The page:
DHS indefinitely extends, expands border asylum ban

A U.S. Border Patrol flag on display before U.S. Department of Homeland Security Secretary Kirstjen M. Nielsen's scheduled stop at the USBP El Centro Station to meets agents and staff before going to the U.S. Mexico border. An extension of a Trump administration order barring entry of unauthorized migrants at the southern and northern border will remain in place indefinitely and includes an expansion that bans entry from coastal ports. (Nelvin C. Cepeda/The San Diego Union-Tribune/TNS)
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By Tanvi Misra CQ-Roll Call (TNS)

The latest extension of a Trump administration order barring entry of unauthorized migrants at the southern and northern border will remain in place indefinitely and includes an expansion that also bans entry from coastal ports.

The extension of border restrictions originally announced in March stems from a public health order by the Centers for Disease Control and Prevention. The order will remain in place until the CDC “determines the serious danger from COVID-19 has ceased,” acting Secretary of Homeland Security Chad Wolf said in a statement late Tuesday.

“This order has been one of the most critical tools the Department has used to prevent the further spread of the virus and to protect the American people, DHS frontline officers, and those in their care and custody from COVID-19,” Wolf said.

The order, signed by CDC Director Robert R. Redfield, amends the original ban to clarify it also applies to migrants coming to coastal ports of entry near the U.S. border with Canada and Mexico. That means it applies to individuals who may have crossed into the country via boat, not just those who approached by land.

The order mentions that the circumstances resulting from the coronavirus pandemic would be reviewed every 30 days, but gives no other details on what changes might result in the administration lifting the order.

The CDC and DHS did not respond to CQ Roll Call questions regarding how the order’s effectiveness would be evaluated or what conditions could precipitate the end of the ban.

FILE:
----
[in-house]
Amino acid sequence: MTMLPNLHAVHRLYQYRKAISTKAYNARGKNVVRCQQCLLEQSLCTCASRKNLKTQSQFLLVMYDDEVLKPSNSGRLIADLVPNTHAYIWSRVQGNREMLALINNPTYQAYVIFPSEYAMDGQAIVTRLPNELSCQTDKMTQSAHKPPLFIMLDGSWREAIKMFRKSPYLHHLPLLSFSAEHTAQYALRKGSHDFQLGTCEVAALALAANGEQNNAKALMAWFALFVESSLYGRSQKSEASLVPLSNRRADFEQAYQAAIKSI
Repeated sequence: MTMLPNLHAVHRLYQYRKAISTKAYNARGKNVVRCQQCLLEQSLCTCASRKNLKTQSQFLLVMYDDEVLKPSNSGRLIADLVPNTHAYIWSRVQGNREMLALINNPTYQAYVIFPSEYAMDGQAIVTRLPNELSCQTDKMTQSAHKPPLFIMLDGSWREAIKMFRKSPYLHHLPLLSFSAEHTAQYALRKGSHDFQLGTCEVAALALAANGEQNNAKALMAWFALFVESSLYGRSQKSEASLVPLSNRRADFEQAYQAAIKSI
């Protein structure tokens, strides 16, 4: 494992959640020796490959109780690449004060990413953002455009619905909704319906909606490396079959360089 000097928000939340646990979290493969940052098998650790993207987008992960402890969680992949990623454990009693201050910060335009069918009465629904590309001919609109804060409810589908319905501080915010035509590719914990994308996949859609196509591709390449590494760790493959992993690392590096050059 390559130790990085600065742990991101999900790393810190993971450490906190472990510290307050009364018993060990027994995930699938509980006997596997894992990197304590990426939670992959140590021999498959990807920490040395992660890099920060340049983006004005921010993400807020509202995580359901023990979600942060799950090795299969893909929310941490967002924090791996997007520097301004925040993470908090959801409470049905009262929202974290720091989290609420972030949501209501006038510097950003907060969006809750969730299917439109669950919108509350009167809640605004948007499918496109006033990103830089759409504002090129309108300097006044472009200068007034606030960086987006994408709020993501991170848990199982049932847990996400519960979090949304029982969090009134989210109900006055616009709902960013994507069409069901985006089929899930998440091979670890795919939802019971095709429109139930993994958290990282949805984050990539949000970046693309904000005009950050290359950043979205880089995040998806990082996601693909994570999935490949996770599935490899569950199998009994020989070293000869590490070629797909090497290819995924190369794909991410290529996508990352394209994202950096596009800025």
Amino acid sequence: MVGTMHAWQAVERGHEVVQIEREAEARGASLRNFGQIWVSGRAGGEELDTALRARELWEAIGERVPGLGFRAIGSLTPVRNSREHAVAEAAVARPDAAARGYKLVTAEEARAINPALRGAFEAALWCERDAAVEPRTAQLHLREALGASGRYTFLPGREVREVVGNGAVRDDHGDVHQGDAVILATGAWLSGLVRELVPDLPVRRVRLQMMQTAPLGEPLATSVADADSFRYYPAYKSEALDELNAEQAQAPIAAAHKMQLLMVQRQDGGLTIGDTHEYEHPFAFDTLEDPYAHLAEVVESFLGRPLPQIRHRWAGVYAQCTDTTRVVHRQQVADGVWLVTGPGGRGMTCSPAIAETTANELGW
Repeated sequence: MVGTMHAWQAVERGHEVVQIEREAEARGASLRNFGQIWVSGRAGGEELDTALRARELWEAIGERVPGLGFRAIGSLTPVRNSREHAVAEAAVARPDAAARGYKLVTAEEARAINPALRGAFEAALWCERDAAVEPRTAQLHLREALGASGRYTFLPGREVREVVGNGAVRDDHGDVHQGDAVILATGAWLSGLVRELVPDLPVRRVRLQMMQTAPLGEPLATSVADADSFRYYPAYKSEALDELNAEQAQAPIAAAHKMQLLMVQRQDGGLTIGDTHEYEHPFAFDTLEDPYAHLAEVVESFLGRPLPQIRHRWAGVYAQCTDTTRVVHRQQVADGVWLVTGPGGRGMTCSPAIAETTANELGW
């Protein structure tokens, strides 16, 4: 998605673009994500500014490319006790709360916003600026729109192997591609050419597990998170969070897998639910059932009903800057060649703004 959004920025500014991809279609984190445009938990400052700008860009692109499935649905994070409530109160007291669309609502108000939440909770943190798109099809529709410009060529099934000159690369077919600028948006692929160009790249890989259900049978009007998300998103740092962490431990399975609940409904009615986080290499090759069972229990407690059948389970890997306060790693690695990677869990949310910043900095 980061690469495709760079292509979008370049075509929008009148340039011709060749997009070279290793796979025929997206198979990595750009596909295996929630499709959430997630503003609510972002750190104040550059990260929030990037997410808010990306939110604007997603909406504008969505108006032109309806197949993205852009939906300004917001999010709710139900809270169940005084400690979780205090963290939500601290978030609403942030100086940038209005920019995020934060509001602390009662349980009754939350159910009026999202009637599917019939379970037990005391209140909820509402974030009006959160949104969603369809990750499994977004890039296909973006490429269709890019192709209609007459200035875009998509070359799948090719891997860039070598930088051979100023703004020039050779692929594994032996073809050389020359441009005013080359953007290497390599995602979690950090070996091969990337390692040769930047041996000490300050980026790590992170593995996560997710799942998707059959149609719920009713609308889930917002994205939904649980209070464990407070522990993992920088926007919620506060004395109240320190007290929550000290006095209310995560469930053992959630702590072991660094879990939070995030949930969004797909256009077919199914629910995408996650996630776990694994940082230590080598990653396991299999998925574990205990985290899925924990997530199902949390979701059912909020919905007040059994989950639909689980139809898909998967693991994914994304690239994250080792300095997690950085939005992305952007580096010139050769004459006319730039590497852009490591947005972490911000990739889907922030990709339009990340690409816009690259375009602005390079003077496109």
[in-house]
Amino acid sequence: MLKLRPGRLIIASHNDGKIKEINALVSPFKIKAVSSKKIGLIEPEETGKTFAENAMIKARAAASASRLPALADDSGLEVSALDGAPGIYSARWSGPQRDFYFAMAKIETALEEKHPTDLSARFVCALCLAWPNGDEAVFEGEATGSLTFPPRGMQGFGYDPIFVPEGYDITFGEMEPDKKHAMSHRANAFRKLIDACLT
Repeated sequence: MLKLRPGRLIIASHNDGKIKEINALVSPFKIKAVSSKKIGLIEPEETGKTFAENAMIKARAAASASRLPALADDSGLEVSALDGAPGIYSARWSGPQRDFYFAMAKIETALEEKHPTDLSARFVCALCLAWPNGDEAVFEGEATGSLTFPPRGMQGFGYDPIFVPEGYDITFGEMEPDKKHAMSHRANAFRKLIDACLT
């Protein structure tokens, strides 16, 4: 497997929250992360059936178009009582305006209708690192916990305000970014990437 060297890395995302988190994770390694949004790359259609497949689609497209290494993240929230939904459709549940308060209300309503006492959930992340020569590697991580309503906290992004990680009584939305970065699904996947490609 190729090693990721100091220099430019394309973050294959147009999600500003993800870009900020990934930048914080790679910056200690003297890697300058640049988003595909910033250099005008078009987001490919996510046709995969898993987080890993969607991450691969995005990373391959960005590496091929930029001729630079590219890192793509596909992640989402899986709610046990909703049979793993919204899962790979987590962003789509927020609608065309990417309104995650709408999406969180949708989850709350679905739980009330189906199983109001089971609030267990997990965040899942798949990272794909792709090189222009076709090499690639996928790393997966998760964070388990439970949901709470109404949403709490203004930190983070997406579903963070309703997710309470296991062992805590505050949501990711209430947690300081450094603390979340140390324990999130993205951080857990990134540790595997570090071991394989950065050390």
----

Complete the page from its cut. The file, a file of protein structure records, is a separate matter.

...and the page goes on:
The order was first announced March 20 and then extended for a month in April. When Trump originally announced the measure, he said it would help prevent a “viral spread at our borders.” He invoked a World War II-era law that permits the president to prohibit “the introduction of persons and property from such countries or places” if they are deemed likely to introduce communicable illnesses into the country.

Health researchers tracking the pandemic, however, have consistently noted there are far fewer cases of COVID-19 in Guatemala, Honduras and El Salvador — the countries providing the largest number of migrants to the U.S. southern border — than in the United States.

U.S. Customs and Border Protection later clarified that the order applies to unaccompanied children — raising concerns that the administration was violating a federal law that lays out how unaccompanied minors are processed and cared for upon arrival at the border.

The border restrictions have generated outrage from immigration advocacy groups because they have barred even asylum-seekers, people who have the legal right to seek humanitarian protections regardless of how they enter the country.

More than 20,000 migrants have been summarily “expelled” at the border since the administration imposed the order, according to statistics on the Customs and Border Protection website. The agency confirmed to CQ Roll Call that 915 minors have been turned back under the order in March and April.

In an April press call about monthly border migration numbers, CBP Acting Commissioner Mark Morgan justified expulsion of children as a public health necessity. “A minor can spread disease just as easy as an adult can,” he told reporters.

In April, top Democrats of the Senate Judiciary Committee sent a letter blasting DHS for granting “itself sweeping powers to summarily expel large, unknown numbers of individuals arriving at our border.”

“Contrary to existing law, individuals, families, and children are now unable to sufficiently make claims for asylum, seek other forms of humanitarian protection, and, in some instances, are being expelled to countries in which they fear persecution,” the senators wrote in the letter.

On Tuesday, asylum and refugee organizations condemned the extension of the CDC order.

“The mixed messaging is dizzying,” said Krish O’Mara Vignarajah, president of Lutheran Immigration and Refugee Service, in a statement. “In the same breath that the administration tells Americans that our country is safe enough to begin reopening, it cuts off every conceivable path to protection for the most vulnerable asylum-seekers.”

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